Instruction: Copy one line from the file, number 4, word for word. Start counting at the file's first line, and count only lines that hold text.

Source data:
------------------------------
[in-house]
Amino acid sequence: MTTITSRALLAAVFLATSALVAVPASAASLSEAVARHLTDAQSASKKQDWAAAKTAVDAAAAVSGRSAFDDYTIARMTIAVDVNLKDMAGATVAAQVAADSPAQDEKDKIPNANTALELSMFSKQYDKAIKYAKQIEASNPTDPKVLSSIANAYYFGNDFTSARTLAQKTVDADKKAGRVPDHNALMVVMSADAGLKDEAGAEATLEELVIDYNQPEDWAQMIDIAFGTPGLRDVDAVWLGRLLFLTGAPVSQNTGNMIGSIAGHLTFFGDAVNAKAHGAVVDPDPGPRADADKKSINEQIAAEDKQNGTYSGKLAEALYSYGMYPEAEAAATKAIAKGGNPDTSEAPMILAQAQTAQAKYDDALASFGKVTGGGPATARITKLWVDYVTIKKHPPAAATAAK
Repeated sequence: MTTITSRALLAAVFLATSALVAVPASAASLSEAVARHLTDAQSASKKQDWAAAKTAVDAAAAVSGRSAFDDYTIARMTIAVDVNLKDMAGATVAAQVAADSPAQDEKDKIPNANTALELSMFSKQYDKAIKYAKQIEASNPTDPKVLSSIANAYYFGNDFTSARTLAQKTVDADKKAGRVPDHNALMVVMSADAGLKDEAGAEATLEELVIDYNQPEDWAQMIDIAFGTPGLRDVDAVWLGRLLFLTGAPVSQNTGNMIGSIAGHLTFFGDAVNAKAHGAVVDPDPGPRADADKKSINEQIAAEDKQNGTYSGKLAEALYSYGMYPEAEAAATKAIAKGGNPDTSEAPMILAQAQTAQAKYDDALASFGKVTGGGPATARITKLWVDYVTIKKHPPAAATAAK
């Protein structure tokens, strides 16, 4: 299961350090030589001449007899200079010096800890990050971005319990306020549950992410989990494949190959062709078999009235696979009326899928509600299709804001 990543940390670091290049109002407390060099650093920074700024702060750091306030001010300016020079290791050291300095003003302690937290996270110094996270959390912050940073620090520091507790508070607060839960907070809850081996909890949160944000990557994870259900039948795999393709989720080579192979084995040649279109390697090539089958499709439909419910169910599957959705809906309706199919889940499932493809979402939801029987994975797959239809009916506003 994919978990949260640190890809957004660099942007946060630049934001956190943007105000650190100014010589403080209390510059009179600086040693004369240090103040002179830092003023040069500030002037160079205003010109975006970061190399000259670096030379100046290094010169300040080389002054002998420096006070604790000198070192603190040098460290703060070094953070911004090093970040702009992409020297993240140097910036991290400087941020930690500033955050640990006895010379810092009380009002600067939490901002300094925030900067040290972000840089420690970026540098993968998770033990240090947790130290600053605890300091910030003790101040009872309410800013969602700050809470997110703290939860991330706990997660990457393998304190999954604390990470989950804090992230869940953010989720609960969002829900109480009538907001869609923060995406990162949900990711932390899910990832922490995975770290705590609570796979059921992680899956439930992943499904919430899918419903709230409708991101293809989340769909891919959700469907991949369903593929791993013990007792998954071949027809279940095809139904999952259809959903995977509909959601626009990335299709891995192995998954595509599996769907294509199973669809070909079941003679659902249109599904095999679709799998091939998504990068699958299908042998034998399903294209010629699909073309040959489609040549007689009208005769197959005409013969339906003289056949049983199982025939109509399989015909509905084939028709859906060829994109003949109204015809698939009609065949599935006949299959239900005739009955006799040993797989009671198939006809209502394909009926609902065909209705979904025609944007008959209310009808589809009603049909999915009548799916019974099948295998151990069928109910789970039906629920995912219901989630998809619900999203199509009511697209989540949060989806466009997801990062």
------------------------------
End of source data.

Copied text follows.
């Protein structure tokens, strides 16, 4: 299961350090030589001449007899200079010096800890990050971005319990306020549950992410989990494949190959062709078999009235696979009326899928509600299709804001 990543940390670091290049109002407390060099650093920074700024702060750091306030001010300016020079290791050291300095003003302690937290996270110094996270959390912050940073620090520091507790508070607060839960907070809850081996909890949160944000990557994870259900039948795999393709989720080579192979084995040649279109390697090539089958499709439909419910169910599957959705809906309706199919889940499932493809979402939801029987994975797959239809009916506003 994919978990949260640190890809957004660099942007946060630049934001956190943007105000650190100014010589403080209390510059009179600086040693004369240090103040002179830092003023040069500030002037160079205003010109975006970061190399000259670096030379100046290094010169300040080389002054002998420096006070604790000198070192603190040098460290703060070094953070911004090093970040702009992409020297993240140097910036991290400087941020930690500033955050640990006895010379810092009380009002600067939490901002300094925030900067040290972000840089420690970026540098993968998770033990240090947790130290600053605890300091910030003790101040009872309410800013969602700050809470997110703290939860991330706990997660990457393998304190999954604390990470989950804090992230869940953010989720609960969002829900109480009538907001869609923060995406990162949900990711932390899910990832922490995975770290705590609570796979059921992680899956439930992943499904919430899918419903709230409708991101293809989340769909891919959700469907991949369903593929791993013990007792998954071949027809279940095809139904999952259809959903995977509909959601626009990335299709891995192995998954595509599996769907294509199973669809070909079941003679659902249109599904095999679709799998091939998504990068699958299908042998034998399903294209010629699909073309040959489609040549007689009208005769197959005409013969339906003289056949049983199982025939109509399989015909509905084939028709859906060829994109003949109204015809698939009609065949599935006949299959239900005739009955006799040993797989009671198939006809209502394909009926609902065909209705979904025609944007008959209310009808589809009603049909999915009548799916019974099948295998151990069928109910789970039906629920995912219901989630998809619900999203199509009511697209989540949060989806466009997801990062």